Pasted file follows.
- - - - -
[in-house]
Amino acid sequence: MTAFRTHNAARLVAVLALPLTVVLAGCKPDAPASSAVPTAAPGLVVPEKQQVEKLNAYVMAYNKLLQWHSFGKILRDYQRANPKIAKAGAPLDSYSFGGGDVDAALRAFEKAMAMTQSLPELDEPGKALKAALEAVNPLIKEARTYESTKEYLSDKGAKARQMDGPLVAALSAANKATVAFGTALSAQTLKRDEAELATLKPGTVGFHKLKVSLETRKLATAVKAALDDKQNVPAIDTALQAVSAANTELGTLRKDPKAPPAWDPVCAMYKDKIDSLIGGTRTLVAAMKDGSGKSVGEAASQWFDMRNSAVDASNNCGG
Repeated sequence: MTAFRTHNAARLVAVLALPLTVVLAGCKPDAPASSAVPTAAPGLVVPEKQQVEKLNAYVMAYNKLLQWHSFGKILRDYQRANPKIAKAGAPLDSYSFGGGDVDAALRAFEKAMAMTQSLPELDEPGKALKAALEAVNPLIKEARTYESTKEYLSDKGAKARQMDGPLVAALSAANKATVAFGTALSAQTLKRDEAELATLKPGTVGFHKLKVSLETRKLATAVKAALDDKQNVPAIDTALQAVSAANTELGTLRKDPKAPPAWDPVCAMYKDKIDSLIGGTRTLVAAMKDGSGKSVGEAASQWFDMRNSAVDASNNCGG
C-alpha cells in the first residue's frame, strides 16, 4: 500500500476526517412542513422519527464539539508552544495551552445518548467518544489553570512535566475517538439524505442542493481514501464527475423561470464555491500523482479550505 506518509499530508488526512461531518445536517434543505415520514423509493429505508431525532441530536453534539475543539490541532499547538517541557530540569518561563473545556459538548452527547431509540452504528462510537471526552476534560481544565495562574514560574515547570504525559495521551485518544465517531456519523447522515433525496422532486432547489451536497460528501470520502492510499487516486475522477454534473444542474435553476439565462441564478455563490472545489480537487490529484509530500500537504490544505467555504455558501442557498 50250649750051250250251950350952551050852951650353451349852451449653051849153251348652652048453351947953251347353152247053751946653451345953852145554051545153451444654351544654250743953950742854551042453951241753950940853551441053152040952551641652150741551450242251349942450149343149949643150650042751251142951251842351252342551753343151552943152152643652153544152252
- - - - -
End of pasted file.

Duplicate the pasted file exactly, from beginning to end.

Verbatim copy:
[in-house]
Amino acid sequence: MTAFRTHNAARLVAVLALPLTVVLAGCKPDAPASSAVPTAAPGLVVPEKQQVEKLNAYVMAYNKLLQWHSFGKILRDYQRANPKIAKAGAPLDSYSFGGGDVDAALRAFEKAMAMTQSLPELDEPGKALKAALEAVNPLIKEARTYESTKEYLSDKGAKARQMDGPLVAALSAANKATVAFGTALSAQTLKRDEAELATLKPGTVGFHKLKVSLETRKLATAVKAALDDKQNVPAIDTALQAVSAANTELGTLRKDPKAPPAWDPVCAMYKDKIDSLIGGTRTLVAAMKDGSGKSVGEAASQWFDMRNSAVDASNNCGG
Repeated sequence: MTAFRTHNAARLVAVLALPLTVVLAGCKPDAPASSAVPTAAPGLVVPEKQQVEKLNAYVMAYNKLLQWHSFGKILRDYQRANPKIAKAGAPLDSYSFGGGDVDAALRAFEKAMAMTQSLPELDEPGKALKAALEAVNPLIKEARTYESTKEYLSDKGAKARQMDGPLVAALSAANKATVAFGTALSAQTLKRDEAELATLKPGTVGFHKLKVSLETRKLATAVKAALDDKQNVPAIDTALQAVSAANTELGTLRKDPKAPPAWDPVCAMYKDKIDSLIGGTRTLVAAMKDGSGKSVGEAASQWFDMRNSAVDASNNCGG
C-alpha cells in the first residue's frame, strides 16, 4: 500500500476526517412542513422519527464539539508552544495551552445518548467518544489553570512535566475517538439524505442542493481514501464527475423561470464555491500523482479550505 506518509499530508488526512461531518445536517434543505415520514423509493429505508431525532441530536453534539475543539490541532499547538517541557530540569518561563473545556459538548452527547431509540452504528462510537471526552476534560481544565495562574514560574515547570504525559495521551485518544465517531456519523447522515433525496422532486432547489451536497460528501470520502492510499487516486475522477454534473444542474435553476439565462441564478455563490472545489480537487490529484509530500500537504490544505467555504455558501442557498 50250649750051250250251950350952551050852951650353451349852451449653051849153251348652652048453351947953251347353152247053751946653451345953852145554051545153451444654351544654250743953950742854551042453951241753950940853551441053152040952551641652150741551450242251349942450149343149949643150650042751251142951251842351252342551753343151552943152152643652153544152252